Archive for the ‘New Posts’ Category

Maybe QE Was Helping A Little More than You Thought

April 24th, 2014

It’s hard to find anyone outside the Fed to say something positive about the impact of their quantitative easing, or “large-scale asset purchase” program.  And while there’s certainly some concrete evidence that it had its intended direct impact of lowering longer-term interest rates, there’s less evidence that it hit its broader, indirect target of investment,… Read more

The Upshot Is…

April 22nd, 2014

…a new feature over at the NYT—the brainchild of long-time economics writer David Leonhardt—covering all kinds of interesting stuff in the intersection of econ, politics, and life.  I’ll be writing for it, as it absorbs the Economix blog. In the first issue (not the right word in digital world, I guess), Leonhardt and Kevin Quealy… Read more

Wage Theft Must Not Be Ignored

April 22nd, 2014

Here’s an important editorial on something I haven’t written enough about: wage theft, i.e., situations wherein “employees are forced to work off the clock, paid subminimum wages, cheated out of overtime pay or denied their tips.”  Sometimes this meshes with misclassification, another violation of labor law, wherein regular employers are classified as self-employed.  According to… Read more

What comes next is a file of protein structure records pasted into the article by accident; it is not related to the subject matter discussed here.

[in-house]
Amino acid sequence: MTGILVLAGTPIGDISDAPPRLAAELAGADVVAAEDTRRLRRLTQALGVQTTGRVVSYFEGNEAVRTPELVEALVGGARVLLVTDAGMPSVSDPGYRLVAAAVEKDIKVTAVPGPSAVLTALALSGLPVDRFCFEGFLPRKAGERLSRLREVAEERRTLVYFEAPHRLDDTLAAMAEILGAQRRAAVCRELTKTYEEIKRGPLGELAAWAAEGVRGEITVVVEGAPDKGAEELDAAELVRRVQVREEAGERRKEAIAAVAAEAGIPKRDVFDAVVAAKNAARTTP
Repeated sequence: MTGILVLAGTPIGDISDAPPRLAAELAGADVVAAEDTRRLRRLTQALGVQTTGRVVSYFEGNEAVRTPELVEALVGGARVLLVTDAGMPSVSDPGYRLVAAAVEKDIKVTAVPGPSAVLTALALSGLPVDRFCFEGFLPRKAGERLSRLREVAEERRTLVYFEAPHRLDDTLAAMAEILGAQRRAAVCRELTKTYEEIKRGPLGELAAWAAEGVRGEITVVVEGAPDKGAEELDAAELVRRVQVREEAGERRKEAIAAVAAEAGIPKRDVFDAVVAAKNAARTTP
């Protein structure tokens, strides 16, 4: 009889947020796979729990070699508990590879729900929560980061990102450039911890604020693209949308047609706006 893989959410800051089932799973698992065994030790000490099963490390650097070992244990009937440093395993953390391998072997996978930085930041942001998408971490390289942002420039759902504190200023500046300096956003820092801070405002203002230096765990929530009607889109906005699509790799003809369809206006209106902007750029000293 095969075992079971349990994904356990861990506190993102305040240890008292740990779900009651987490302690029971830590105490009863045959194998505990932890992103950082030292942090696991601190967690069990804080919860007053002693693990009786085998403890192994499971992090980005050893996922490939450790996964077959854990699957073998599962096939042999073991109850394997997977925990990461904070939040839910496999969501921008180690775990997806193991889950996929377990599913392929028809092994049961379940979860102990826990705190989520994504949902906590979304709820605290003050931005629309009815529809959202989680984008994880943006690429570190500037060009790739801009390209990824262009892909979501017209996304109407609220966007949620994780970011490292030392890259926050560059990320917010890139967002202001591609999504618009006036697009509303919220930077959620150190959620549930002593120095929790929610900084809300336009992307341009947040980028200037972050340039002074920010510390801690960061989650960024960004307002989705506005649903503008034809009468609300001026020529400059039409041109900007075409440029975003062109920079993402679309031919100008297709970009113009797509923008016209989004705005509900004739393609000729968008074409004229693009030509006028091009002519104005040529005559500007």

Slack is Whack

April 21st, 2014

Just how much slack remains in the labor market? It’s a key question for the Fed, of course, which is explicitly gauging many indicators—not just unemployment—for signs of inflationary pressures.  Thus far, such pressures have been noticeably absent from their favored measure: the core PCE, which if anything, has decelerated of late.  Chair Janet Yellen… Read more